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Math Help - Integration

  1. #1
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    Integration

    People out there... i need some help on this integration problem...

    integrate 1/(1+X^4)

    Please Help
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  2. #2
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    This is a nasty one. I'd suggest starting with trig substitution. Are you familiar with this method. I'm posting Mathematica's solution.
    Attached Thumbnails Attached Thumbnails Integration-integral.gif  
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  3. #3
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    Quote Originally Posted by guess
    People out there... i need some help on this integration problem...

    integrate 1/(1+X^4)

    Please Help
    Duplicate post deleted, because I'm not in as good a mood
    as Topsquark this morning - even though it's afternoon here.

    RonL
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  4. #4
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    Thanks a lot Jameson. I'm not very familiar about this method trigo substitution. can you further explain about it or do you have any website to intro about this method?

    Very much appreciated with your help
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  5. #5
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    so sorry about the duplicate post... hope you don't mind...
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  6. #6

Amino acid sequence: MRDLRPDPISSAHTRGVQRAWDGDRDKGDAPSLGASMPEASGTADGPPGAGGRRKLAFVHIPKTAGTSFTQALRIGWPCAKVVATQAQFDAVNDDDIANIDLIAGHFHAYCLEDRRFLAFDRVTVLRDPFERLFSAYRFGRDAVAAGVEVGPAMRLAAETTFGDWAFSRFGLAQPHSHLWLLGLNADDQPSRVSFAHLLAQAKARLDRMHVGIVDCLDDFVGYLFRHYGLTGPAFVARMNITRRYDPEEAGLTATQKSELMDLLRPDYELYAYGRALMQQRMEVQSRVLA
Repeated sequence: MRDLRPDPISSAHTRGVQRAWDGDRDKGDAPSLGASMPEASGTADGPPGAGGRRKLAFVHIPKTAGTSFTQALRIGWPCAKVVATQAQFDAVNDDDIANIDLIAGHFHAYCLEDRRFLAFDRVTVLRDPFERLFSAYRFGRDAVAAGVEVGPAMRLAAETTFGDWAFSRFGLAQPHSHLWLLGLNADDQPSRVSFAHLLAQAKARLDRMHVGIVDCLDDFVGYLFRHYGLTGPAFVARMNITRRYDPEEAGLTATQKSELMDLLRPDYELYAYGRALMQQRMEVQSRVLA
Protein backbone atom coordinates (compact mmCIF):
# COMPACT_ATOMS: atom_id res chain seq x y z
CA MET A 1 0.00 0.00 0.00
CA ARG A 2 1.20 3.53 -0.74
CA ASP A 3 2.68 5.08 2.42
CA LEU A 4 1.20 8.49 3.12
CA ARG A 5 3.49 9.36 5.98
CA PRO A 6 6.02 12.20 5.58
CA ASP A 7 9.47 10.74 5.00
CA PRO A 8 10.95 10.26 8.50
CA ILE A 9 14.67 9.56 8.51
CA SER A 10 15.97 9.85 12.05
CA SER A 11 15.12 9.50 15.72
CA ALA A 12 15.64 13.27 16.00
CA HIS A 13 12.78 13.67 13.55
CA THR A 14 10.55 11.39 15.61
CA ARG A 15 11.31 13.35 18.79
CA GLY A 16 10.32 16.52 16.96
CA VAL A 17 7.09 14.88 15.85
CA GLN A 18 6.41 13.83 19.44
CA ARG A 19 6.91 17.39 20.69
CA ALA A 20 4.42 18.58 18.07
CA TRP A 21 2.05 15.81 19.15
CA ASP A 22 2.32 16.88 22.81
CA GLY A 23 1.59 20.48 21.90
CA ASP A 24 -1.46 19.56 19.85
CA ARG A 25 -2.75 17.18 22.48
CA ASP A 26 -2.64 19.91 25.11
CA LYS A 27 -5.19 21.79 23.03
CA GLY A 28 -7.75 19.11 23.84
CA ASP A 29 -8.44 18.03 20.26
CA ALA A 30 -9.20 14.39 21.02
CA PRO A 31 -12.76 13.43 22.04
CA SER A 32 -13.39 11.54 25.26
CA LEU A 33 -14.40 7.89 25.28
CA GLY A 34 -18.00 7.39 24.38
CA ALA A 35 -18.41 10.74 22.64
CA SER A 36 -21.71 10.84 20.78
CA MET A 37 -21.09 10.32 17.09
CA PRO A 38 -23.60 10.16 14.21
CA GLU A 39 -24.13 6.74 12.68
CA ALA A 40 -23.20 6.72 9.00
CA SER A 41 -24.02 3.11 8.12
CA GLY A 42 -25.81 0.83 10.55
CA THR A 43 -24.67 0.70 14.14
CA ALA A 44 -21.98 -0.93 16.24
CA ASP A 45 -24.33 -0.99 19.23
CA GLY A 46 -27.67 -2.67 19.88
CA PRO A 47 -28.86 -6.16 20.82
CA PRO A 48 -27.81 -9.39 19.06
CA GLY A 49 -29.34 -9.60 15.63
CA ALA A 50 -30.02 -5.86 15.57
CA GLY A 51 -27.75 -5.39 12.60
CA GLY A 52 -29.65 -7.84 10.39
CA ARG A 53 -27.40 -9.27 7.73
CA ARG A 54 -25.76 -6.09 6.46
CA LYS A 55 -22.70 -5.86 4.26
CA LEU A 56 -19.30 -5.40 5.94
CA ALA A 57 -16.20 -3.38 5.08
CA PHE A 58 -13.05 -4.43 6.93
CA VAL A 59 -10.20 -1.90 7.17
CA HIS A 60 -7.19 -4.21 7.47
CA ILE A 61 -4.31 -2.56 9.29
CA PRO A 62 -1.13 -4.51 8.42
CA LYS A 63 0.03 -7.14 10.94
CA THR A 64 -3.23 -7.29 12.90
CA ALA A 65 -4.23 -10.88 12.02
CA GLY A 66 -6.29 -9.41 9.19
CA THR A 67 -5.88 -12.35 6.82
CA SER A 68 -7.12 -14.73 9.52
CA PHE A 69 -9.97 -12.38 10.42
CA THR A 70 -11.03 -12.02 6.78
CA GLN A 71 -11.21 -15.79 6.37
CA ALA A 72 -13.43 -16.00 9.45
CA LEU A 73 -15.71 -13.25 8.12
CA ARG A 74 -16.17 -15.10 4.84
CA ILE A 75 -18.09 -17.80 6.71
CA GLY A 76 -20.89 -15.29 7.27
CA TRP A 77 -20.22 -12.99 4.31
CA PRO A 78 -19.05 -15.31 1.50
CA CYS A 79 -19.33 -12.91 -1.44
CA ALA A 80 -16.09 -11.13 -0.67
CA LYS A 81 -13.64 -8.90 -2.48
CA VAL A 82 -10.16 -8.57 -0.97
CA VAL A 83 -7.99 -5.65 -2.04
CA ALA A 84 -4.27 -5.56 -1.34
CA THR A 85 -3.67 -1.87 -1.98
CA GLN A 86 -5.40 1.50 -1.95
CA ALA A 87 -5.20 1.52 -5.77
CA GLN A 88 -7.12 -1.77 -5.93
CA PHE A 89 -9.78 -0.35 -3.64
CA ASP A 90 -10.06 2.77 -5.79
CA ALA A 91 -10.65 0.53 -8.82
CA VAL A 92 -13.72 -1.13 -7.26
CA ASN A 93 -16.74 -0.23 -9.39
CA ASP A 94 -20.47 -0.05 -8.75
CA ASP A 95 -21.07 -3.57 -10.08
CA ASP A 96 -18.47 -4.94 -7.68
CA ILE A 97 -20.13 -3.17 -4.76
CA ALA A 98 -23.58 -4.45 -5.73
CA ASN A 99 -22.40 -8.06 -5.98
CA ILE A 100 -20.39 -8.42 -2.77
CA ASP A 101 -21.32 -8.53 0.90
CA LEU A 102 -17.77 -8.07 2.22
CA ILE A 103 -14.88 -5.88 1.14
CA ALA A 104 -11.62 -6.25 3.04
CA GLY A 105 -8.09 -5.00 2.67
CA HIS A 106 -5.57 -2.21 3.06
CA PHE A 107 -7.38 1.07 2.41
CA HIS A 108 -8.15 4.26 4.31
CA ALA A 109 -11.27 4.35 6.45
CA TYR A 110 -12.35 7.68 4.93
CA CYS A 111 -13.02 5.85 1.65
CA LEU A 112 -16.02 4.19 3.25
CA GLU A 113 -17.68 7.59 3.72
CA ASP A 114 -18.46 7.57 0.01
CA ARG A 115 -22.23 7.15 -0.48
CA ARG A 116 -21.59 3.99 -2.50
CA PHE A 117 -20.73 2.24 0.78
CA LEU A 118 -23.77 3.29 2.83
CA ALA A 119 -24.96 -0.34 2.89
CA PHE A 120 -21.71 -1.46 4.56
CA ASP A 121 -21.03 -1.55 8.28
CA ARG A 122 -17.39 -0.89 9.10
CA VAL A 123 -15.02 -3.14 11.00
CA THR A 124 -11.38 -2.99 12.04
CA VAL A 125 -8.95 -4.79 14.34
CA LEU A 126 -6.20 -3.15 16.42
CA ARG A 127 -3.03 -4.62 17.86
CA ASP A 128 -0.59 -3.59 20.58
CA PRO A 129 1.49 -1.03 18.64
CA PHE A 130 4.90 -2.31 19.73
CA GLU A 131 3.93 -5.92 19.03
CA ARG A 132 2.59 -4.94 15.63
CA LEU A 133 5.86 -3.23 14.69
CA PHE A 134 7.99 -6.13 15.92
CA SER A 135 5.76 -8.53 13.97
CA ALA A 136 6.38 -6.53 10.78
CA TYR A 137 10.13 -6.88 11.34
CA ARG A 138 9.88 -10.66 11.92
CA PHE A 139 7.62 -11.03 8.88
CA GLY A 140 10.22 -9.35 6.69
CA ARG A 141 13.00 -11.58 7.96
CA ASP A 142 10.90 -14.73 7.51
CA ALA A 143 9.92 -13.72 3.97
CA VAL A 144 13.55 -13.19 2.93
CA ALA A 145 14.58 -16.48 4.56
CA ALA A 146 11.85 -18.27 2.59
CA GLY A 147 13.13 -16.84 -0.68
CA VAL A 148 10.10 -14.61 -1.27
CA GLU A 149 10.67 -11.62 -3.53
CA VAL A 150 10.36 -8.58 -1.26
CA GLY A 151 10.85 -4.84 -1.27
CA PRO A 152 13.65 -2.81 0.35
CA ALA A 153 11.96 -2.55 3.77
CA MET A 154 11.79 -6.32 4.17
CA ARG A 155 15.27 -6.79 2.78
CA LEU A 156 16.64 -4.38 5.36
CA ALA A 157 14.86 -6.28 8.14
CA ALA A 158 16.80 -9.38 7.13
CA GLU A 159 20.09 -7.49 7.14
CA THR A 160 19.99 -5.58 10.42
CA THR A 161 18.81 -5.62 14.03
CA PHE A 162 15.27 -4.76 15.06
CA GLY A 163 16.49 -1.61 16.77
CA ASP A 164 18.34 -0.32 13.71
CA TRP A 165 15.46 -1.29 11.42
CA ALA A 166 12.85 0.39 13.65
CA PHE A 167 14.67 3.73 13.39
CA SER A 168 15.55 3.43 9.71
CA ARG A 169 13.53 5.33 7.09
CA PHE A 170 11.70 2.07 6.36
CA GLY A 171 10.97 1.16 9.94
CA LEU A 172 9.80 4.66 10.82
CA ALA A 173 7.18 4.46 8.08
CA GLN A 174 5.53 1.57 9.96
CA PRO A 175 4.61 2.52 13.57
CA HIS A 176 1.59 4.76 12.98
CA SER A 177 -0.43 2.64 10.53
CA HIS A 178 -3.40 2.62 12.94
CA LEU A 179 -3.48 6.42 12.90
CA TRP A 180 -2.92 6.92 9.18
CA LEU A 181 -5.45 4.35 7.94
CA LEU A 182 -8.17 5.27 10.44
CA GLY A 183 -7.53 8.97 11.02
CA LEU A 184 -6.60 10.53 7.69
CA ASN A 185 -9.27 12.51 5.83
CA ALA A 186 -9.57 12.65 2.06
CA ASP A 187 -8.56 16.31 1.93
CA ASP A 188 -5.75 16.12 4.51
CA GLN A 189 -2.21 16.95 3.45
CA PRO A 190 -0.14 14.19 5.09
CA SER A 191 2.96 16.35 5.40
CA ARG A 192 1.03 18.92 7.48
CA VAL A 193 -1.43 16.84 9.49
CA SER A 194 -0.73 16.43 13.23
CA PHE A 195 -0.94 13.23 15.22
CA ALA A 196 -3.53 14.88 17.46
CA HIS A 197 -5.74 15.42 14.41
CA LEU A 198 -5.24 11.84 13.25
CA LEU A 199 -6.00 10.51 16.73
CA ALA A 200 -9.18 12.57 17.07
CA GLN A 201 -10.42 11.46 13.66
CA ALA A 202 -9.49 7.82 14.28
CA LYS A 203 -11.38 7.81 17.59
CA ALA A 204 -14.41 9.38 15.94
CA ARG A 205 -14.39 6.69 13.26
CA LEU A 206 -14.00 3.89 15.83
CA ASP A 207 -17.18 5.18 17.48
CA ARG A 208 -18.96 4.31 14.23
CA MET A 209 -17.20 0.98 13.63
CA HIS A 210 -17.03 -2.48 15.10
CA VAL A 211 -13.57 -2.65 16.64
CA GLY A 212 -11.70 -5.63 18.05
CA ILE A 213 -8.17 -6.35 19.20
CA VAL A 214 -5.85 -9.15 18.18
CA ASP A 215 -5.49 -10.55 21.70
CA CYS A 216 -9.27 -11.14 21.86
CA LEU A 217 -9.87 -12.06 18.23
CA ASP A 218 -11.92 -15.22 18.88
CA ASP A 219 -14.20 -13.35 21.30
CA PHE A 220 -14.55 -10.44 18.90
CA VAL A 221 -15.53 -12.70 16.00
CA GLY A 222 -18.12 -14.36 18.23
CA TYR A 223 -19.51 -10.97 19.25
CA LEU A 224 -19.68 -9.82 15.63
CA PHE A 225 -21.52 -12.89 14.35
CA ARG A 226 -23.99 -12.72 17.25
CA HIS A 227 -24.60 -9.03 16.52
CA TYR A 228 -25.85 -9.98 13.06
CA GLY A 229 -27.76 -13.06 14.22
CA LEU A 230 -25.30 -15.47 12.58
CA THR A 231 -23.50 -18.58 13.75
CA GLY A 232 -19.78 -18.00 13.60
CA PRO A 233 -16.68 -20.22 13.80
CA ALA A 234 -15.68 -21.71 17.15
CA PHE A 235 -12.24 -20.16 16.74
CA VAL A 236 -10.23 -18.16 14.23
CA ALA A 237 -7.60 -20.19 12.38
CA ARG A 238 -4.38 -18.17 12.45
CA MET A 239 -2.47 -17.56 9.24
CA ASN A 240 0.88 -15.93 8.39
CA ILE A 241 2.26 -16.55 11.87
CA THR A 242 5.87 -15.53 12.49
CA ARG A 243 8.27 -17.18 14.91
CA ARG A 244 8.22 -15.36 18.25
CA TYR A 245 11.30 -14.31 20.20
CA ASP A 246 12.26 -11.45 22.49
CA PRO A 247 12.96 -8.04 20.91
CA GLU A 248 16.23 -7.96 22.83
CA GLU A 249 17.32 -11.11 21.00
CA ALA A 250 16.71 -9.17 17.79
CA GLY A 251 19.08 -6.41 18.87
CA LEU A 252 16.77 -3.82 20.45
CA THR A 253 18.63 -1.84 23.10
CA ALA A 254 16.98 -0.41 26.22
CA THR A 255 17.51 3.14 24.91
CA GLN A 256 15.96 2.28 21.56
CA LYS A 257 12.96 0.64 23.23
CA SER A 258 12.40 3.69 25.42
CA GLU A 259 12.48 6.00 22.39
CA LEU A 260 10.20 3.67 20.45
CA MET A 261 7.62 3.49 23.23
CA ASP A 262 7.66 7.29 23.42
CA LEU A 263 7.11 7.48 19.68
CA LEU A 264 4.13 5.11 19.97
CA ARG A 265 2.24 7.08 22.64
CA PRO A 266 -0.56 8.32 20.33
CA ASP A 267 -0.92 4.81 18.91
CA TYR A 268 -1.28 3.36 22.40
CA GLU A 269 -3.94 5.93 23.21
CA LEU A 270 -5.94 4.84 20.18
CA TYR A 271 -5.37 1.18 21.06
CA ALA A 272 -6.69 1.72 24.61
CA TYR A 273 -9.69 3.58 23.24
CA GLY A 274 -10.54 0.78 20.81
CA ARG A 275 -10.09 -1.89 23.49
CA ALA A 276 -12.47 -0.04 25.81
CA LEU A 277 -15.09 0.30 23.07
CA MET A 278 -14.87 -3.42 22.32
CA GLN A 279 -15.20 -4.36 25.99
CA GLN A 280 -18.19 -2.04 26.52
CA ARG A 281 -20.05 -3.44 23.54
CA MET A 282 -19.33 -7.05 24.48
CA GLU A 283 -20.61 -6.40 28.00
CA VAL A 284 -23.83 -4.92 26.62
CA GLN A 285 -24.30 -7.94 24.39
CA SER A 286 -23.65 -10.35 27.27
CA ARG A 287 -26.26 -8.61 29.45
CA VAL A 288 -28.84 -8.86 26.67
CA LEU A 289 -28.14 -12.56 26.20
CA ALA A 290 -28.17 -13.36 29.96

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    i think the solution do not work with upper limit 1 lower limit 0.. how you think so??
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  7. #7
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    Here's a website I found with some example of trig substitution. Draw a triangle, with one leg x^2, the other leg 1, and the hypotenuse as \sqrt{1+x^4}

    http://tutorial.math.lamar.edu/AllBr...stitutions.asp
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  8. #8
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    Thanks

    I will try to solve but for the solution you provide can't work with upper limit 1 and lower limit 0
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  9. #9
    Grand Panjandrum
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    Quote Originally Posted by guess
    People out there... i need some help on this integration problem...

    integrate 1/(1+X^4)

    Please Help
    Observe that

    <br />
\frac{1}{1+x^4}=\frac{1}{(x-\omega_1)(x-\omega_2)(x-\omega_3)(x-\omega_4)}<br />

    where \omega_1,\ \omega_2,\ \omega_3 and \omega_4 are the four complex roots of -1.

    Now resolve into partial fractions and integrate.

    RonL
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  10. #10
    TD!
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    Without working complex, use the radical factorization of 1+x^4:

    \frac{1}{{x^4  + 1}} = \frac{1}{{\left( {x^2  + \sqrt 2 x + 1} \right)\left( {x^2  - \sqrt 2 x + 1} \right)}}

    Then do a partial fraction decomposition:

     \to \frac{{Ax + B}}{{x^2  + \sqrt 2 x + 1}} + \frac{{Cx + D}}{{x^2  - \sqrt 2 x + 1}}
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  11. #11
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    Quote Originally Posted by TD!
    Without working complex, use the radical factorization of 1+x^4:

    \frac{1}{{x^4  + 1}} = \frac{1}{{\left( {x^2  + \sqrt 2 x + 1} \right)\left( {x^2  - \sqrt 2 x + 1} \right)}}

    Then do a partial fraction decomposition:

     \to \frac{{Ax + B}}{{x^2  + \sqrt 2 x + 1}} + \frac{{Cx + D}}{{x^2  - \sqrt 2 x + 1}}
    Nice move TD!
    You really are the master of analysis.
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  12. #12
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    can someone please provide a step by step solution to the question?? can't really solve it
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  13. #13
    TD!